This was probably not the same game Sam Keller dreamed about the night before, though Husker fans certainly weren’t minding the final score.
Only a nightmare would involve the senior quarterback having a pass returned 80 yards for a touchdown in his Husker debut.
Keller chased Nevada’s Jonathon Amaya for a few yards on the play before accepting that God gave him a blessed arm but not fast feet.
The return came in the second quarter, gave Nevada the lead, and made it so quiet in Memorial Stadium you could only hear the soda vendors.
Except, wait, there was Keller’s voice. Junior running back Marlon Lucky heard it.
“Next play,” Keller said. “Next play we’re going to get ’em.”
Oh, Nebraska got ’em. It was a pretty fair licking, too.
Lucky and freshman running back Quentin Castille quickly made the lead and the noise return and the Huskers never bothered to look back during a 52-10 season-opening win.
Forget passing. Nebraska just ran and ran and ran …
At one point, “I think we ran the same play about six times in a row, seven times in a row,” Husker left tackle Carl Nicks said. “(Keller’s) like, ‘All right, guys, we got ‘98’ again.’”
What’s 98? “Stretch play to the right,” Nicks said. “They couldn’t stop us. If it ain’t broke, don’t fix it, I guess.”
By game’s end, Nebraska had taken an astounding 96 snaps, accumulating 625 yards. The Huskers ran the ball 70 times for 413 yards. NU even ran the option once.
Lucky was the star, posting 233 yards rushing on 30 carries, 33 yards receiving and four touchdowns. Lucky’s 266 all-purpose yards tied him for fifth in the Husker record book and was the most since Calvin Jones ran crazy against Kansas in 1991.
Then there was Castille, the 245-pound bruiser who showed he could dance outside and put the shoulder to linebackers, totaling 18 carries, 78 yards and two touchdowns.
“We’re very powerful up front, very physical,” Keller said. “We can go either way. We know we can run. We got the horses to throw, too. But today the tempo was set by the offensive line and the running backs running the ball. To have that dimension is just fantastic for a quarterback.”
And what about that quarterback? How’d he grade out Saturday?
Keller said he’d give himself a B minus.
The ballyhooed transfer from Arizona State was not the picture of consistency Husker fans might have hoped.
He looked average early and better late, and in the end, left the field with a so-so stat line: 14-for-25 for 193 yards, one touchdown, one interception and a couple passes dropped by receivers. He gave way to backup Joe Ganz with 11:56 left in the game and Nebraska leading 45-10.
Husker coach Bill Callahan said he could tell Keller was excited, but thought he managed the game well.
“I wasn’t pressing at all,” Keller said. “I can be honest with you and say that I had butterflies, but I think after a year and 10 months off of not playing in a game, that’s expected, especially in this situation, this atmosphere. It was so electric, so special.”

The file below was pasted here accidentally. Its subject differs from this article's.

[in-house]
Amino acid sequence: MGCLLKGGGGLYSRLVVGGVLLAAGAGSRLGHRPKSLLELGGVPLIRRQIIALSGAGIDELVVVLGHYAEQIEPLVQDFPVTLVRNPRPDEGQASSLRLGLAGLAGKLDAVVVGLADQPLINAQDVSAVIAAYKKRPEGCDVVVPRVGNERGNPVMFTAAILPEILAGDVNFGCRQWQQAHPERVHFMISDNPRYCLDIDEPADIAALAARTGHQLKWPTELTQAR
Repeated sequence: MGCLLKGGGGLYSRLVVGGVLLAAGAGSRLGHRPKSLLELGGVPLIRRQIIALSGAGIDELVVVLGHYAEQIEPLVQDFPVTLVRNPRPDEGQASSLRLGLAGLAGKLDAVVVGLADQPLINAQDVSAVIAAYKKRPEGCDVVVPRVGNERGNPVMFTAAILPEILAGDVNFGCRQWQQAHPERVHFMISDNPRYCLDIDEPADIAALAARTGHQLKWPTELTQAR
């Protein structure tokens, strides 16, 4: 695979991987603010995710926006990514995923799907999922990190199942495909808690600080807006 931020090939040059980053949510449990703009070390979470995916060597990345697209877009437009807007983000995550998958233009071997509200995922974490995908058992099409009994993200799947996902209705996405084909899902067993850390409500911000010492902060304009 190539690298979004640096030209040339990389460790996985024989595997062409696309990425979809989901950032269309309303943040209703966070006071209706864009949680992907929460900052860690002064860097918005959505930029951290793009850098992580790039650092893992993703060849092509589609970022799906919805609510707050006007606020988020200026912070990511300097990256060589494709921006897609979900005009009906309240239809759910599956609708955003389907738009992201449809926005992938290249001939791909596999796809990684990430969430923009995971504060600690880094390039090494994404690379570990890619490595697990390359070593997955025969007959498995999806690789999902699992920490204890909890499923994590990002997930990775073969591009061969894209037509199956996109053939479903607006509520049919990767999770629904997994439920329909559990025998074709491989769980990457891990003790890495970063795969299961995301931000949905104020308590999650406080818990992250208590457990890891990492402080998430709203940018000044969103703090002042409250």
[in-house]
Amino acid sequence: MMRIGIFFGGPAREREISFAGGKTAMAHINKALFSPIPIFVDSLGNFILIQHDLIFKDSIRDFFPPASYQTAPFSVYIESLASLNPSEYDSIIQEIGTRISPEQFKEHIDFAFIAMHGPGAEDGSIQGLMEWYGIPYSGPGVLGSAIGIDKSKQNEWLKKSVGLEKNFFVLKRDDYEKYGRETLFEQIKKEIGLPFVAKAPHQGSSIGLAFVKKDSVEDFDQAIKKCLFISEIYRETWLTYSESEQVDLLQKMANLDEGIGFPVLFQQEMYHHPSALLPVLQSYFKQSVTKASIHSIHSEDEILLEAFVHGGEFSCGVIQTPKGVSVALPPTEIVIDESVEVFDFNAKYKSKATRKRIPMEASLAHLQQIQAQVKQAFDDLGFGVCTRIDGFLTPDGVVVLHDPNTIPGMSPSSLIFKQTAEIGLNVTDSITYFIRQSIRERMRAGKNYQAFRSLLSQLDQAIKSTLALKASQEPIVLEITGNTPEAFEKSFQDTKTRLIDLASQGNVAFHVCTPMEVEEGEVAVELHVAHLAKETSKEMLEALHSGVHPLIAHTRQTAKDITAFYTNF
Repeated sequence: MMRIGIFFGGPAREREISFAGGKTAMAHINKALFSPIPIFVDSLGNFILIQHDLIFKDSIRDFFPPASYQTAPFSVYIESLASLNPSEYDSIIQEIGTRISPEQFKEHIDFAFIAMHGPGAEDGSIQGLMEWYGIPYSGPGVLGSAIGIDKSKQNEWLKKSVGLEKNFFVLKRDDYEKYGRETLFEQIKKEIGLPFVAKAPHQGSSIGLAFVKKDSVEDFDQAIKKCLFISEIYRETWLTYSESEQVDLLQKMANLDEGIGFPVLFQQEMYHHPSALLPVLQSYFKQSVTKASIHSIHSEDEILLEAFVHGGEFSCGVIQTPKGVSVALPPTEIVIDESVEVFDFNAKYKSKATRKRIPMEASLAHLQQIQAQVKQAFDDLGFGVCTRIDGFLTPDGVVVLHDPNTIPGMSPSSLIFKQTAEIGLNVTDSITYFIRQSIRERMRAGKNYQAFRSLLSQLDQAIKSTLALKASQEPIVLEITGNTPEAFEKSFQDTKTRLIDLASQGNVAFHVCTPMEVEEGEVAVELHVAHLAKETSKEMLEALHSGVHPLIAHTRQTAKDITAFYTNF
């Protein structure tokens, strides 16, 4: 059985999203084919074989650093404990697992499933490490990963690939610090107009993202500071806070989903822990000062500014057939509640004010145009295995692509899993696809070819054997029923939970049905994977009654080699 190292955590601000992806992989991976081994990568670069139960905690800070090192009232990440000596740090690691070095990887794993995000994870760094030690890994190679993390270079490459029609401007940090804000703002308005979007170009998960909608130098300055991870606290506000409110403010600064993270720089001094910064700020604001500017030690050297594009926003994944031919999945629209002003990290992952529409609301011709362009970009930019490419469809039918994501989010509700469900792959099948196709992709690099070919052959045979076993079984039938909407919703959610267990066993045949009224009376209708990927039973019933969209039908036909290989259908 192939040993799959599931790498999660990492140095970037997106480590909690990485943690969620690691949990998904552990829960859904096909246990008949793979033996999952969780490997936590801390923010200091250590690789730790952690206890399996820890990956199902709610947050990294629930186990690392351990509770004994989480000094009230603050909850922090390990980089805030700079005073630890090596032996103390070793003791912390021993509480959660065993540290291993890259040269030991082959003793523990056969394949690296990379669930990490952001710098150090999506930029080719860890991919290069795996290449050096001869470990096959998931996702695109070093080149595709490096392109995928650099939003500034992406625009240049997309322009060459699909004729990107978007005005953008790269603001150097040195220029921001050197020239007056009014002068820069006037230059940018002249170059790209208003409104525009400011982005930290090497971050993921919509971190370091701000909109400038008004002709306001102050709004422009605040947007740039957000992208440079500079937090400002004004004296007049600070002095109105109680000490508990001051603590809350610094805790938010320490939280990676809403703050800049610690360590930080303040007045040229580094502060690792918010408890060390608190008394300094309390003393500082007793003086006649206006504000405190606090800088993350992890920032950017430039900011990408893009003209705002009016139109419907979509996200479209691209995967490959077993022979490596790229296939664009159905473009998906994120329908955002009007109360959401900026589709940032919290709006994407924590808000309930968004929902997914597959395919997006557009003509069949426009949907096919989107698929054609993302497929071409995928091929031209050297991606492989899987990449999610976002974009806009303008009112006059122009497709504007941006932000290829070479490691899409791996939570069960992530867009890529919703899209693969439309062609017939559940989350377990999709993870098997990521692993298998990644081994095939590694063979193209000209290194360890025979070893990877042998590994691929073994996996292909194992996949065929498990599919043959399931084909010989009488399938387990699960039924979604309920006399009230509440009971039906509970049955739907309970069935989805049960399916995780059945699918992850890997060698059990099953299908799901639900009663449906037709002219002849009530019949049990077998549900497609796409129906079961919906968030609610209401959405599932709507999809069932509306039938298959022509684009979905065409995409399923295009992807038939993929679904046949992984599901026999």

His first series as a Husker was a three-and-out with an incompletion.
Things got better quickly, as the Huskers drove 94 yards in 12 plays, aided by two pass-interference penalties on Nevada.
The drive ended with Keller finding an open Lucky on a 16-yard touchdown pass for the game’s first score with 4:16 left in the first quarter. Keller’s reward was a celebratory hug from Nicks.
There was no hugging involved with 10:53 left in the second period, when a Keller pass was tipped by Jerome Johnson, intercepted by Amaya and returned for a score.
That made it 10-7 Nevada and Callahan decided that was enough throwing the ball for a while.
After the play, the Huskers ran the ball 14 times in a row and found great success.
A nine-play, 39-yard drive put Nebraska back ahead, as Lucky scored from a yard out. The Huskers scored again on their next possession. This time it was Castille, scoring from the 1 on a fourth-down play to make it 21-10 at the half.
Lucky hogged the limelight in the second half.
He glided in for a score from 17 yards out, then squeezed into the end zone yet again less than three minutes later to put Nebraska up 35-10 with 8:59 left in the third quarter.
That put an end to any drama the day might bring. A field goal by Adi Kunalic and touchdowns by Castille and Major Culbert accounted for the final tally.
“We still have a lot of work to do,” Callahan said. “That first quarter was a little nip-and-tuck there and I wanted to make sure that we answered that (interception) when they scored. I thought our guys came back with a good focus.”
The coach knows it gets harder now, a trip to Wake Forest.
Fine with Keller. He’s expecting to play better than a B minus.
“I made some good throws, managed the game well, and at the same time I didn’t play my ‘A’ game, so that’s the beautiful thing, too,” he said. “You play your ‘A’ game and bring a 400-yard-a-game (rushing) offense like we did today, I mean, that poses a lot of problems for the defense.”
Reach Brian Christopherson at 473-7439 or email@example.com.